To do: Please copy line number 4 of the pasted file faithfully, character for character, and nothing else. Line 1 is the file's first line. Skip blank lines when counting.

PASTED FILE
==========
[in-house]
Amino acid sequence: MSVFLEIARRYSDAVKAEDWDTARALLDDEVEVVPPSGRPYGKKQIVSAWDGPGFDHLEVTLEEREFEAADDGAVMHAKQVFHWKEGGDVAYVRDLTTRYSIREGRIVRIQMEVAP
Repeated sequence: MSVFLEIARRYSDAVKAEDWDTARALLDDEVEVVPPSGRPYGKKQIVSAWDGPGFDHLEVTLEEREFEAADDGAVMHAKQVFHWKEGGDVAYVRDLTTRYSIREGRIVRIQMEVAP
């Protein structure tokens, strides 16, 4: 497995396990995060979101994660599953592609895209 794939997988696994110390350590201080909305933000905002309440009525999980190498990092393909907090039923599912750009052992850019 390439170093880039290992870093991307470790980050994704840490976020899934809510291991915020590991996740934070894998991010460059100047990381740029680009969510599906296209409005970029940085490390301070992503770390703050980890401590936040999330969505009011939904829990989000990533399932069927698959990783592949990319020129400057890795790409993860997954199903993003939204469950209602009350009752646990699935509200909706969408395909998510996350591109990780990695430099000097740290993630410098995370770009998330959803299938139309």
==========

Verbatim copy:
């Protein structure tokens, strides 16, 4: 497995396990995060979101994660599953592609895209 794939997988696994110390350590201080909305933000905002309440009525999980190498990092393909907090039923599912750009052992850019 390439170093880039290992870093991307470790980050994704840490976020899934809510291991915020590991996740934070894998991010460059100047990381740029680009969510599906296209409005970029940085490390301070992503770390703050980890401590936040999330969505009011939904829990989000990533399932069927698959990783592949990319020129400057890795790409993860997954199903993003939204469950209602009350009752646990699935509200909706969408395909998510996350591109990780990695430099000097740290993630410098995370770009998330959803299938139309």